However, my friend Mark went to see it, and although his tastes also run toward modern, he nonetheless came away feeling he had picked up some good ideas for his home improvement and decorating projects. So you just might find some good ideas here yourself.

Or take the easy way out like I did, and just check out the pictures online. You can also see photos from Coastal Living's prior idea houses.

The 2010 house, for example, is slightly more contemporary and features soothing color palettes inspired by driftwood, sand, and oyster shells. The Craftsman-esque house also boasts pleasing outdoor spaces such as this one...

Whichever route you take, have fun exploring!

Sep 17, 2011

artful garden in a postindustrial setting

Asheville's River Arts District is now the home to many artists' studios and galleries, but once upon a time this area was nothing but railroad tracks, warehouses, manufacturing buildings, and other industrial structures.

At Curve Studios, fiber artist and gallery owner Pattiy Torno has created a garden that pays tribute to the area's heritage while clearly announcing that this place is now all about art.

In addition to the art of the landscape design itself, the garden showcases ceramic sculptures by Cassie Ryalls as well as Simone Wilson's works from salvaged metal. An abundance of other reclaimed items (such as those railroad ties Pattiy dragged into place all by herself) also sends the message that this is a "green" garden in more than one sense -- and the studios' WaterWall cistern system reinforces that message.

Here are some of the photos I took of this lovely outdoor space. If you want to see more, head over to the garden section of the Curve Studios blog, where you can see pictures and video of the garden throughout the seasons.

Beautiful, yes? Even the gallery cats think so. But truly, photos don't do this place justice. If you're ever in Asheville, stop by the gardens at Curve Studios to revel in the artful juxtaposition of organic natural forms and gritty industrial relics.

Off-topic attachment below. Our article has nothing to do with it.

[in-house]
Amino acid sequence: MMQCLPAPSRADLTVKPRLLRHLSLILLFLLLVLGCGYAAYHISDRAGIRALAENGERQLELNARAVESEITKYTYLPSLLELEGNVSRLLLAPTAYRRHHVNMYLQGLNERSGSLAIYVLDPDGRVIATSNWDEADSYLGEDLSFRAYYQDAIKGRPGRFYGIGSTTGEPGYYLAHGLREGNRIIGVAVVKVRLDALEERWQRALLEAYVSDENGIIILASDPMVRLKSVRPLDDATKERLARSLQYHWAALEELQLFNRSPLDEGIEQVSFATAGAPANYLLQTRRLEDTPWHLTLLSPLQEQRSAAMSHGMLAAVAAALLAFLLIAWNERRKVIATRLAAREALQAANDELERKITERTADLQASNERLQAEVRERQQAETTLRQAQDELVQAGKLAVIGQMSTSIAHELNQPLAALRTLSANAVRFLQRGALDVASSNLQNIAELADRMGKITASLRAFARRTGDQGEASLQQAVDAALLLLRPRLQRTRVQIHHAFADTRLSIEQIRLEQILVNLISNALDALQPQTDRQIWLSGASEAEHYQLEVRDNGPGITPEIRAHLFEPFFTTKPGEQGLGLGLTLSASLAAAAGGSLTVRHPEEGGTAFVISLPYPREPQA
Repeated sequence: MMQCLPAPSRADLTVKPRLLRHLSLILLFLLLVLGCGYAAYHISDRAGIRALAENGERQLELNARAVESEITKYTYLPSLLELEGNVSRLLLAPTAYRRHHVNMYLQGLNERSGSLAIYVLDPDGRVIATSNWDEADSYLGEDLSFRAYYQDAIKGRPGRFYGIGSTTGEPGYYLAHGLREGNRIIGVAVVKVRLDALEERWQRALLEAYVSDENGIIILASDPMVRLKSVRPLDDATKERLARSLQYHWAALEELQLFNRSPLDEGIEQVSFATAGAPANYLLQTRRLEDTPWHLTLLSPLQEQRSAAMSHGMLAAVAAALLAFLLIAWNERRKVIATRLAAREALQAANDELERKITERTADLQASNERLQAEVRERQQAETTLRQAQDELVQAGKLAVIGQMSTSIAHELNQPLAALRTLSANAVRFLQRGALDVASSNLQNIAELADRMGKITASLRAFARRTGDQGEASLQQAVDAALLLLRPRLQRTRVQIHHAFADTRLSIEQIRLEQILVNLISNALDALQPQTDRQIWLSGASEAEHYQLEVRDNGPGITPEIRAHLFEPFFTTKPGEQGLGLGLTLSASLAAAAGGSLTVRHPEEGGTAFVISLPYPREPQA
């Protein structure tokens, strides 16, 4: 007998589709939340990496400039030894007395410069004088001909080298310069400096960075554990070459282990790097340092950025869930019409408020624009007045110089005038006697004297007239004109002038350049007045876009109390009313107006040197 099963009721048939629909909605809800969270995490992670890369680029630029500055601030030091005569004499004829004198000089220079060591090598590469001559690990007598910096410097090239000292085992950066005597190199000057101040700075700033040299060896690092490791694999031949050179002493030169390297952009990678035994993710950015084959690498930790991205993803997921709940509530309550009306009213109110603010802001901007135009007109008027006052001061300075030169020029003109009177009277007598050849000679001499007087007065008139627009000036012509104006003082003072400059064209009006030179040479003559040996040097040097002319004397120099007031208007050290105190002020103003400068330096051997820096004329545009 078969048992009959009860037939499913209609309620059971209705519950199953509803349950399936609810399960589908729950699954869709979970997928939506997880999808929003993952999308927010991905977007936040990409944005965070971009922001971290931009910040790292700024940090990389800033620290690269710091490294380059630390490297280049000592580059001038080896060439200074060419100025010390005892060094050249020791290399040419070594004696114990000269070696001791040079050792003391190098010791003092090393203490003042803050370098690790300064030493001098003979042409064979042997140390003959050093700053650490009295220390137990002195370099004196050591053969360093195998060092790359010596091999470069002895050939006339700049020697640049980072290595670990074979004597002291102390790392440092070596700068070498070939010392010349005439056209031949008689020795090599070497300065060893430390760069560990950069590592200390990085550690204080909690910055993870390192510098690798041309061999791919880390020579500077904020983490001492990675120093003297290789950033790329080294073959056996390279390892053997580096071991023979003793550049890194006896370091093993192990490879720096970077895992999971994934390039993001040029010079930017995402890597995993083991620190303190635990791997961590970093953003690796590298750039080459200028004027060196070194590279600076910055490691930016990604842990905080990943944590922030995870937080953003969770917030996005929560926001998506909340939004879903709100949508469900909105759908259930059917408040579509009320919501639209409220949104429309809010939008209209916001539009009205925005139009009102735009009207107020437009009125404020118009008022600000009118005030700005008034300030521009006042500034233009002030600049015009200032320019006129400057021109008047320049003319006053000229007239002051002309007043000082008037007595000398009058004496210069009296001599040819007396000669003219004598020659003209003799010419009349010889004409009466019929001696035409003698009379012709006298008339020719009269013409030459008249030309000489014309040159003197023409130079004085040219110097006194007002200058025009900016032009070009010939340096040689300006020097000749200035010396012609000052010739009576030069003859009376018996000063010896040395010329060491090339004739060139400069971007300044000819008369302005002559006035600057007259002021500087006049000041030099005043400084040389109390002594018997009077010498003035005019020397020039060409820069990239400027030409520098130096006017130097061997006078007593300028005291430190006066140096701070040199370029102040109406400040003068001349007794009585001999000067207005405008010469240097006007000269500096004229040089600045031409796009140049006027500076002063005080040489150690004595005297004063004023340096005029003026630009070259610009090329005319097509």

And while you're there, be sure to visit Pattiy in her studio (right through those white double doors in the photo below). She's one of the nicest, most interesting people you'll meet, and her space is full of charming fleece throws and other creations -- including a small collection of items by ceramic artist Meagan Chaney whose work already hangs in our living room.

Sep 16, 2011

secrets to successful recycling

Nudges from a few Nesting Blog readers -- along with an inspiring trip to Asheville, NC -- have prompted me to open up the ole laptop and begin blogging again.

I plan to share photos of some of the nifty artists' studios, etc., that we spotted in Asheville. But given the crafty, homespun, earth-friendly design approach embraced by so many in this town, this TED Talk from folksy builder Dan Phillips seemed the perfect place to start.

When I first viewed this video a few months ago, I had one of those "Duh! Why didn't that occur to me?" moments. He shares principles for successfully building with recycled materials that are so simple and self-evident, it's surprising more people aren't building this way. But having poked around Asheville for a week, I can tell you that a lot of its residents have caught on to this way of thinking.

To see more pictures of the homes created by Dan Phillips and his colleagues, go to www.phoenixcommotion.com. Or read the New York Times article profiling Dan and his work.

Mar 22, 2011

Catalog Living

A friend directed me to this fun blog...

Catalog Living, created by actor/writer/comedian Molly Erdman, takes a look at the artfully -- and sometimes oddly -- staged photos in decorating catalogs, and through simple captions tells the story of the fictional characters she imagines living there. The names of these characters? Gary and ... wait for it ... Elaine.

If you've ever rolled your eyes at that plate of figs carefully placed under the table, or the rowboat completely full of throw pillows, you'll enjoy Catalog Living.